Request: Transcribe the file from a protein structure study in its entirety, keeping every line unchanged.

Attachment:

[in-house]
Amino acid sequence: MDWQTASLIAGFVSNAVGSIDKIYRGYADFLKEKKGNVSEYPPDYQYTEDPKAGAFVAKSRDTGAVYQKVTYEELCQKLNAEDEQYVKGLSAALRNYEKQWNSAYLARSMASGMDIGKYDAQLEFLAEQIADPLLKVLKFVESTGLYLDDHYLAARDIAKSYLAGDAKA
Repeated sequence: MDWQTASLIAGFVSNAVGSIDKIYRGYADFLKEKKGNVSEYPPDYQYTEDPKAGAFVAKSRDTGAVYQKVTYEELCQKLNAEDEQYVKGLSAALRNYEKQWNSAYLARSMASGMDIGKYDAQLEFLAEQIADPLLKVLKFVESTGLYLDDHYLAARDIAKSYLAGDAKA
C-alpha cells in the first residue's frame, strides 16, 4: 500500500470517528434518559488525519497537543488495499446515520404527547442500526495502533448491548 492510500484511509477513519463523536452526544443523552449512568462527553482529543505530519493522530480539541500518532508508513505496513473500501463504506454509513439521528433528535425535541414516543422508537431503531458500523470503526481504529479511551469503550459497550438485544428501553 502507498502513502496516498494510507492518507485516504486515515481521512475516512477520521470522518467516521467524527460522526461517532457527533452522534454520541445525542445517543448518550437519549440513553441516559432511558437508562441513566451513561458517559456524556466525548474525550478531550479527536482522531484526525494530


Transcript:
[in-house]
Amino acid sequence: MDWQTASLIAGFVSNAVGSIDKIYRGYADFLKEKKGNVSEYPPDYQYTEDPKAGAFVAKSRDTGAVYQKVTYEELCQKLNAEDEQYVKGLSAALRNYEKQWNSAYLARSMASGMDIGKYDAQLEFLAEQIADPLLKVLKFVESTGLYLDDHYLAARDIAKSYLAGDAKA
Repeated sequence: MDWQTASLIAGFVSNAVGSIDKIYRGYADFLKEKKGNVSEYPPDYQYTEDPKAGAFVAKSRDTGAVYQKVTYEELCQKLNAEDEQYVKGLSAALRNYEKQWNSAYLARSMASGMDIGKYDAQLEFLAEQIADPLLKVLKFVESTGLYLDDHYLAARDIAKSYLAGDAKA
C-alpha cells in the first residue's frame, strides 16, 4: 500500500470517528434518559488525519497537543488495499446515520404527547442500526495502533448491548 492510500484511509477513519463523536452526544443523552449512568462527553482529543505530519493522530480539541500518532508508513505496513473500501463504506454509513439521528433528535425535541414516543422508537431503531458500523470503526481504529479511551469503550459497550438485544428501553 502507498502513502496516498494510507492518507485516504486515515481521512475516512477520521470522518467516521467524527460522526461517532457527533452522534454520541445525542445517543448518550437519549440513553441516559432511558437508562441513566451513561458517559456524556466525548474525550478531550479527536482522531484526525494530